-Even at 8-8 I think BAL over-performed their talent. I have to give the coaches and team a lot of credit. But BAL's offense is just plain awful. They're historically bad in the running game and their deep passing game didn't pay off like it has in years' past. The efficiency model (and a lot of other metrics) were very down on BAL all year. Even when they held position for the wildcard, the model thought it was MIA's to lose.

-And it was MIA's to lose, and sure enough, they did lose it. An hour into their game today, they had an 80% chance of getting a playoff berth. Then the bottom fell out. A half our later, it was at just above 30%. And it just dropped from there. Heartbreaking day for MIA fans.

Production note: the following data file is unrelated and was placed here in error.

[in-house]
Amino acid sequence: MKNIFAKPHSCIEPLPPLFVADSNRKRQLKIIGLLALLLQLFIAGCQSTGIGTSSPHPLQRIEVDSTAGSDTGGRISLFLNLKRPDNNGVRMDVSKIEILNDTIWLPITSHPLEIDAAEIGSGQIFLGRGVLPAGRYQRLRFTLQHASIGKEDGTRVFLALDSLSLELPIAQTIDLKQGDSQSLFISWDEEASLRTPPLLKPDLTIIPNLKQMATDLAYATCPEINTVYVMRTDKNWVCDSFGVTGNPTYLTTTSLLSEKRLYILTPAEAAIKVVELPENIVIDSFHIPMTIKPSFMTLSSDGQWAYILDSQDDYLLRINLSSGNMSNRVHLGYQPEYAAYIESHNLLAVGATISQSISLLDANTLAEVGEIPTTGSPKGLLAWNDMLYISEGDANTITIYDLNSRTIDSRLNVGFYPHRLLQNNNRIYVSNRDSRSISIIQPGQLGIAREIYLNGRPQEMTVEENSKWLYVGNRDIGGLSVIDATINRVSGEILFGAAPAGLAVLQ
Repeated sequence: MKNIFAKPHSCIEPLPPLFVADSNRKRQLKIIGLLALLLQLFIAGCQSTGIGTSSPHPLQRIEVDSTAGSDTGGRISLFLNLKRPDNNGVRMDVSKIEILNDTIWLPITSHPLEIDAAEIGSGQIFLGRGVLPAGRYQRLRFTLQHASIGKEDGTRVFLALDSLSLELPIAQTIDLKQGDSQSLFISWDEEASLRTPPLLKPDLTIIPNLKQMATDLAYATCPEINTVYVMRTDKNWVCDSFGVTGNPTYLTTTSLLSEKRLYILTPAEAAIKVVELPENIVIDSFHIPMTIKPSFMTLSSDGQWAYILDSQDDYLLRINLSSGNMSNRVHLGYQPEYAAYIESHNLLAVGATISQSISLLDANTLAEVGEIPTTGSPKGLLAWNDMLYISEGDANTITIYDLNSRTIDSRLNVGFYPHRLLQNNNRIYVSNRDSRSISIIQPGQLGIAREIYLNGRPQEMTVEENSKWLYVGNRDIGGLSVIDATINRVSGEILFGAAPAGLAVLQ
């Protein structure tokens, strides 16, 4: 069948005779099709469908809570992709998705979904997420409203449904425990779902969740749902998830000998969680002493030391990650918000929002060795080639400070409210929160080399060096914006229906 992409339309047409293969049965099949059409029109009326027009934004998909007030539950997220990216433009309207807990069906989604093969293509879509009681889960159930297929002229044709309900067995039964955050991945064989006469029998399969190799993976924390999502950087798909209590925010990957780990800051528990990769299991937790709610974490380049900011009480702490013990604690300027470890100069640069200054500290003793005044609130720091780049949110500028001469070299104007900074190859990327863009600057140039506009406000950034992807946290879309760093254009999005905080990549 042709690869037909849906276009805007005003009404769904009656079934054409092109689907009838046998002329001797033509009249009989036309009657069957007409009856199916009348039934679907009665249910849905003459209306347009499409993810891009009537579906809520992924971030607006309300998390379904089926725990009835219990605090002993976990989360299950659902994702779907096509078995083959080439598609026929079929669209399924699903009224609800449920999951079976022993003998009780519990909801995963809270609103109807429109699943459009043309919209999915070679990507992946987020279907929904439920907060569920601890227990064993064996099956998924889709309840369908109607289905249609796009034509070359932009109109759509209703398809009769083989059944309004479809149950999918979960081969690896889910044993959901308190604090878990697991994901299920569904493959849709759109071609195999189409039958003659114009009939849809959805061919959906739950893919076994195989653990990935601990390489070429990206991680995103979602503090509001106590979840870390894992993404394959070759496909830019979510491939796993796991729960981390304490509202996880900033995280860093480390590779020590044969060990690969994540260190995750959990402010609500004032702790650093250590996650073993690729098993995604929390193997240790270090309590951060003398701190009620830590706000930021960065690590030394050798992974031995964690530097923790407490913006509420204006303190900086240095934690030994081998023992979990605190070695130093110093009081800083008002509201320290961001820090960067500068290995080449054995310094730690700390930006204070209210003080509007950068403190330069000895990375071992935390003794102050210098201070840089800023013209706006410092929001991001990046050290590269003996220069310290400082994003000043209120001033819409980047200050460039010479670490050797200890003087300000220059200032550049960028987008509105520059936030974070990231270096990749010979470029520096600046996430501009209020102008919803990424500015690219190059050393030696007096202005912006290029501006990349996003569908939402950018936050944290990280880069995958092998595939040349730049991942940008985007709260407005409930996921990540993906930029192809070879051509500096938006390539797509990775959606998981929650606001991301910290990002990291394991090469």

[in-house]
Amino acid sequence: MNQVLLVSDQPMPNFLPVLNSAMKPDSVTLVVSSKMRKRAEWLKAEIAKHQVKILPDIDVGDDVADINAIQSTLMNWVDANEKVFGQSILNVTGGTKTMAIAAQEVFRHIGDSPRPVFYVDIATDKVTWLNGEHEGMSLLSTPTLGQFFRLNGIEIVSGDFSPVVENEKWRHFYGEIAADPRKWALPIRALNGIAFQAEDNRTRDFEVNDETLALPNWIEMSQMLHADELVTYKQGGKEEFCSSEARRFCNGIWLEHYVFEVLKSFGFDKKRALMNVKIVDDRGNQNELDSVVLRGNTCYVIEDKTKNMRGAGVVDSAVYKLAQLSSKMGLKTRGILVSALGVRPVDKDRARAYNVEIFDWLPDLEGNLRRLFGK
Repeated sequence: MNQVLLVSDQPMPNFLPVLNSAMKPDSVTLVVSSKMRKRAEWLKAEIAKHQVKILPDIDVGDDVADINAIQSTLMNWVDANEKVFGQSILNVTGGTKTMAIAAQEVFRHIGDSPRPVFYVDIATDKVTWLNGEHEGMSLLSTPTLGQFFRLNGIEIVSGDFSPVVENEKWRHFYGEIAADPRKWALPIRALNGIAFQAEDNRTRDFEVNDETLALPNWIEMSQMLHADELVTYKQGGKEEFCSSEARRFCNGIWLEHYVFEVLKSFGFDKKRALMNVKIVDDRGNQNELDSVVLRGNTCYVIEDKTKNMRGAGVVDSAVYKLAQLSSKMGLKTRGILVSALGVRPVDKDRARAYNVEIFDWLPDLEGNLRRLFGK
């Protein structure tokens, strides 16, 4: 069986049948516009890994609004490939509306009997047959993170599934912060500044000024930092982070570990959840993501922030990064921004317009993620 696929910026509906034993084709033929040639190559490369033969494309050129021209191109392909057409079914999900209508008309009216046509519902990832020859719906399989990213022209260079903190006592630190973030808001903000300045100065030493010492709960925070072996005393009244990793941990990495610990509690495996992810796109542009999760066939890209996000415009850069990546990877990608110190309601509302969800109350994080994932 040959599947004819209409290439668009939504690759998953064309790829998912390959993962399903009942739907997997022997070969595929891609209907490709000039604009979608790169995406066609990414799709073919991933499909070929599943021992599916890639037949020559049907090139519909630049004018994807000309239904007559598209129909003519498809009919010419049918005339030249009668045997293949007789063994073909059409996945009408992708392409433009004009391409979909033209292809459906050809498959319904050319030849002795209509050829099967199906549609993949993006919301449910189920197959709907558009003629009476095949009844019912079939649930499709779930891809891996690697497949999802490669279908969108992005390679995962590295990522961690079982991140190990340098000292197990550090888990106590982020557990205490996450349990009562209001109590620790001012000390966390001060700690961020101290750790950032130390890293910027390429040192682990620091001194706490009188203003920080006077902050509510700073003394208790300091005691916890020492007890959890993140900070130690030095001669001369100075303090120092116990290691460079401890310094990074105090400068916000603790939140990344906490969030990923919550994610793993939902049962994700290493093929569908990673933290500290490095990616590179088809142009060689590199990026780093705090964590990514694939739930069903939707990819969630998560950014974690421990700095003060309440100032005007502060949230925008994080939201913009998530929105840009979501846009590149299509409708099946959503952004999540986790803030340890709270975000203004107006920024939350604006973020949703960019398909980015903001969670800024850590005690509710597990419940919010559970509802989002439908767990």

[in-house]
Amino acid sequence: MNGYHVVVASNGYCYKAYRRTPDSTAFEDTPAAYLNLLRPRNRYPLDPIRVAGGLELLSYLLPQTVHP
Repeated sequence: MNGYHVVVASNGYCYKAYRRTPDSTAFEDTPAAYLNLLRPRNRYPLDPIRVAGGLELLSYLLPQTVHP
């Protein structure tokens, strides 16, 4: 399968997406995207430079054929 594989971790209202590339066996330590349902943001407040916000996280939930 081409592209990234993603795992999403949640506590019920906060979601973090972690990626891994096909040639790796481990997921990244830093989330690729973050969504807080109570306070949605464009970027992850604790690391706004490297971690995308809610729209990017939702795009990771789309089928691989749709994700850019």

-SD's game was truly epic. The big decision was the 4th and 2 from SD's own 28. The fake punt was a questionable call. I would have punted. Here's how it breaks down. A success keeps the game in the '1st possession' state and gives SD a 0.56 WP. A failure gives the ball to KC in sudden death with a .83 WP (which is 0.17 for SD). Punting gives KC the ball at their own 32 in sudden death, worth 0.42 WP for SD. The math works out so that the break even success probability is 64% for the fake. That's pretty risky. The league average conversion for 2 yards to go for conventional scrimmage plays is under 60%. Risky call, but it worked out for the Chargers.

-PIT fans were on quite a roller coaster all day. They've got plenty to gripe about. If they had pulled of the playoff berth, it would have been just short of a miracle.